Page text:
If your web service is being strange today, get it checked for malware at the DNS Changer Working Group's website. (Photo : REUTERS)
Malware Monday is here, and by now you might be wondering if you're one of the hundreds of thousands of people whose Internet service has been infected by malicious software. Some web users are calling the crisis overblown, another version of the hysteria surrounding Y2K, but as the world becomes increasingly dependent on web service as a hugely important tool in the workplace, others are calling today "Internet Doomsday."
Like Us on Facebook
A huge part of the problem is that victims may not be able to tell right away if their computers are infected with DNS Changer, the malware in question.
"Initially some domains will be cached which will mean web access will be spotty," said Sean Sullivan, a security researcher at F-Secure who works to protect digital content and online interactions. "People will be confused about why some things work and some do not."
The problem began in 2007 when seven Estonian hackers attempted to redirect people's traffic to rogue servers so they could cash in on advertising revenue. Here's how it worked: the hackers' servers were taking over a key web function called domain name look-up. Basically, anytime someone types the name of a website into their browser address bar, the computer converts it into a numerical value and consults domain name servers (or DNS) to find that website online. The hackers manipulated servers to redirect people and force them to view online ads. The scheme allowed them to rake in more than $14 million.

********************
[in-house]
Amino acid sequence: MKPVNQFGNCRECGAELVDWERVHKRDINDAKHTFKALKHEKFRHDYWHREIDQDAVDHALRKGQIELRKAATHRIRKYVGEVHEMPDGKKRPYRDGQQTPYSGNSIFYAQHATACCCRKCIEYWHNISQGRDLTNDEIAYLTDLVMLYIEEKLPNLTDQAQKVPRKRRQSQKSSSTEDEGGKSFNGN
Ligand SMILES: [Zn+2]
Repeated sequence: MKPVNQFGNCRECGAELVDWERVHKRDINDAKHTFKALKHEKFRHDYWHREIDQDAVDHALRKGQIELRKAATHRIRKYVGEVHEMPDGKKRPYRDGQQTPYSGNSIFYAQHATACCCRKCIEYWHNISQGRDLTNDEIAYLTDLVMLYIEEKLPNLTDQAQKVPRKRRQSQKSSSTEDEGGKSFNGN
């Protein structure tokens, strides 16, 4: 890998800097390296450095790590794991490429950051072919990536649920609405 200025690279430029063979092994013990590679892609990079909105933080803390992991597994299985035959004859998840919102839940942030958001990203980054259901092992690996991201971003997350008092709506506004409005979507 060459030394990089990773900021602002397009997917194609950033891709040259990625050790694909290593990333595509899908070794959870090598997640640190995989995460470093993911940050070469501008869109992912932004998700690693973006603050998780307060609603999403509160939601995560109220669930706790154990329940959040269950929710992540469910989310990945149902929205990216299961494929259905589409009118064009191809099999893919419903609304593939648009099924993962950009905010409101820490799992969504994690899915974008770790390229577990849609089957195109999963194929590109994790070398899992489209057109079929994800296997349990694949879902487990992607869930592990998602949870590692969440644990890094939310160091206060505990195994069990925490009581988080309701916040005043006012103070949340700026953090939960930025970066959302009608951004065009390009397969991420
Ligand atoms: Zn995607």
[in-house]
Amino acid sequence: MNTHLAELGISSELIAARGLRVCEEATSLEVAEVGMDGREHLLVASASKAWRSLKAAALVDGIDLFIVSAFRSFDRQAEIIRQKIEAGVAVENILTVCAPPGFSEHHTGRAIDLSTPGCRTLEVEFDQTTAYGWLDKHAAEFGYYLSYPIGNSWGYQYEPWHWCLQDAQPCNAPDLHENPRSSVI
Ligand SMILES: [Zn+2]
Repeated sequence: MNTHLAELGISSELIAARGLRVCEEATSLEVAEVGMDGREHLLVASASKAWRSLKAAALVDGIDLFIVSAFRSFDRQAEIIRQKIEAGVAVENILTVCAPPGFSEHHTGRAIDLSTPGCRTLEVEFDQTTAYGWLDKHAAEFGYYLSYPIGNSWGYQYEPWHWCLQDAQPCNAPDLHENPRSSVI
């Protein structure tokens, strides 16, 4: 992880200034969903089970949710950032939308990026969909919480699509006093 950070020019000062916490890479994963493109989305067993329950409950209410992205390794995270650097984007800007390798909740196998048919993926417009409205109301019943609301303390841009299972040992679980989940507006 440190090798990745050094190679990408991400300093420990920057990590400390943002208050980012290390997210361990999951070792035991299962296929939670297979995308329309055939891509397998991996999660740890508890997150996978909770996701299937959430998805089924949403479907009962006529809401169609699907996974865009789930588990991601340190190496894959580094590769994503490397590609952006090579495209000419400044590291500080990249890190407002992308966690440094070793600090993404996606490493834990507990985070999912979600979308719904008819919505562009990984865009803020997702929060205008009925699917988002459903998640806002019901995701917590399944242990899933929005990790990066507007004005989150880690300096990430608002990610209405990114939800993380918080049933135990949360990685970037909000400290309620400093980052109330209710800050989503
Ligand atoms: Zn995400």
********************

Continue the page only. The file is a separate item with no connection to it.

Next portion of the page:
At the height of its power, DNS Changer was affecting more than four million victims. But as of last Wednesday, the worldwide total declined to around 250,000, with approximately 64,000 in the United States. The FBI arrested six of the seven hackers last year, but the effects of the scam have been far-reaching and long-lasting. So, the FBI hired a private company called DNS Changer Working Group (DCWG) to help out. Users can visit the DCWG website to determine if their computers are infected, and if so, where they can go to fix the problem.
"These types of issues are only going to increase as our society relies more and more on the Internet, so it is a reminder that everyone can do their part," said Rhode Island Rep. Jim Langevin, co-founder of Congress' cybersecurity caucus. He reminded people to be wary and use good common sense when using the Internet.
If you think your computer is infected, get the removal tool here.